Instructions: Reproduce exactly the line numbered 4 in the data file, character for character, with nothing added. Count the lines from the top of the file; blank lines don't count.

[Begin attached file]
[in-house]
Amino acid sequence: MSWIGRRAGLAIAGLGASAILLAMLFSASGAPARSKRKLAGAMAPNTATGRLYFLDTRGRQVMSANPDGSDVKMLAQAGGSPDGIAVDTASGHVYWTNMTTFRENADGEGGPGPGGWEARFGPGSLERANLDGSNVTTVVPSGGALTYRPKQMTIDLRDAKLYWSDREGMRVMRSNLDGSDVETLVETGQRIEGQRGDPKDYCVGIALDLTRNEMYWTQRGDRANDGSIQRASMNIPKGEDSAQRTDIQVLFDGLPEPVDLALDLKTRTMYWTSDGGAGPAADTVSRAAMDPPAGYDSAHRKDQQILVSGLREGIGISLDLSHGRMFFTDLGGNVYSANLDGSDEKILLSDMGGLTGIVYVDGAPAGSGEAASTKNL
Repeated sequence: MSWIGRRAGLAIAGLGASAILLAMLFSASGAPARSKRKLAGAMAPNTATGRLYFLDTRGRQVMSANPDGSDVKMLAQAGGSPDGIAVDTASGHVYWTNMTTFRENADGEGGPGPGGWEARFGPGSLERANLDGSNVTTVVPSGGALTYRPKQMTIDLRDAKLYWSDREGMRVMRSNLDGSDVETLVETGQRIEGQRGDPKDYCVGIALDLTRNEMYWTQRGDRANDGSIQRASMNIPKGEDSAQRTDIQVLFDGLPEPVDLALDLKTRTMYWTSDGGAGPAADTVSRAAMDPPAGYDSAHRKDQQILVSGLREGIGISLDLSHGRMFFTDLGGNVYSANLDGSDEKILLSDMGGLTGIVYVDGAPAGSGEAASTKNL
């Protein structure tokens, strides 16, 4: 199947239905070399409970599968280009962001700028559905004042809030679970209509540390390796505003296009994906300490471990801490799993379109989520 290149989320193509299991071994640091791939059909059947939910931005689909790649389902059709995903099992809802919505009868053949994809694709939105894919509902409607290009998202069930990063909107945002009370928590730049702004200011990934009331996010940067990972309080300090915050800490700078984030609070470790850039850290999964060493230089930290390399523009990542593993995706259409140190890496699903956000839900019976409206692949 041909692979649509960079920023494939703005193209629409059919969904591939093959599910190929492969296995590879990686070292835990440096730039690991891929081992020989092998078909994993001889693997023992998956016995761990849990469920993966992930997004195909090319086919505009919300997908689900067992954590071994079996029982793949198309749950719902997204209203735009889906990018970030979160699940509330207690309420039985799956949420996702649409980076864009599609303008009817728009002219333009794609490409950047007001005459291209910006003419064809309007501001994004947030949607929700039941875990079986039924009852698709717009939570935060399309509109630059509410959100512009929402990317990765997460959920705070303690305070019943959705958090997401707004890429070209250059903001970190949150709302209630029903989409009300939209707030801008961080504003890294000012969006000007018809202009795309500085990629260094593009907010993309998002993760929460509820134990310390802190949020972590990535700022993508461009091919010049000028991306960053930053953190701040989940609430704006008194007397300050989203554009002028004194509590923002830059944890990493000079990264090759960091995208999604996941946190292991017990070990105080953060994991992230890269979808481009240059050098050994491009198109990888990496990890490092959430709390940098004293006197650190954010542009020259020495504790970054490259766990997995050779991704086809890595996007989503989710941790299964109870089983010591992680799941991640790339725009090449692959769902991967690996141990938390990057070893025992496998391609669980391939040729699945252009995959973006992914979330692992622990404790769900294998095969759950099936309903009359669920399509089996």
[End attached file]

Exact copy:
């Protein structure tokens, strides 16, 4: 199947239905070399409970599968280009962001700028559905004042809030679970209509540390390796505003296009994906300490471990801490799993379109989520 290149989320193509299991071994640091791939059909059947939910931005689909790649389902059709995903099992809802919505009868053949994809694709939105894919509902409607290009998202069930990063909107945002009370928590730049702004200011990934009331996010940067990972309080300090915050800490700078984030609070470790850039850290999964060493230089930290390399523009990542593993995706259409140190890496699903956000839900019976409206692949 041909692979649509960079920023494939703005193209629409059919969904591939093959599910190929492969296995590879990686070292835990440096730039690991891929081992020989092998078909994993001889693997023992998956016995761990849990469920993966992930997004195909090319086919505009919300997908689900067992954590071994079996029982793949198309749950719902997204209203735009889906990018970030979160699940509330207690309420039985799956949420996702649409980076864009599609303008009817728009002219333009794609490409950047007001005459291209910006003419064809309007501001994004947030949607929700039941875990079986039924009852698709717009939570935060399309509109630059509410959100512009929402990317990765997460959920705070303690305070019943959705958090997401707004890429070209250059903001970190949150709302209630029903989409009300939209707030801008961080504003890294000012969006000007018809202009795309500085990629260094593009907010993309998002993760929460509820134990310390802190949020972590990535700022993508461009091919010049000028991306960053930053953190701040989940609430704006008194007397300050989203554009002028004194509590923002830059944890990493000079990264090759960091995208999604996941946190292991017990070990105080953060994991992230890269979808481009240059050098050994491009198109990888990496990890490092959430709390940098004293006197650190954010542009020259020495504790970054490259766990997995050779991704086809890595996007989503989710941790299964109870089983010591992680799941991640790339725009090449692959769902991967690996141990938390990057070893025992496998391609669980391939040729699945252009995959973006992914979330692992622990404790769900294998095969759950099936309903009359669920399509089996």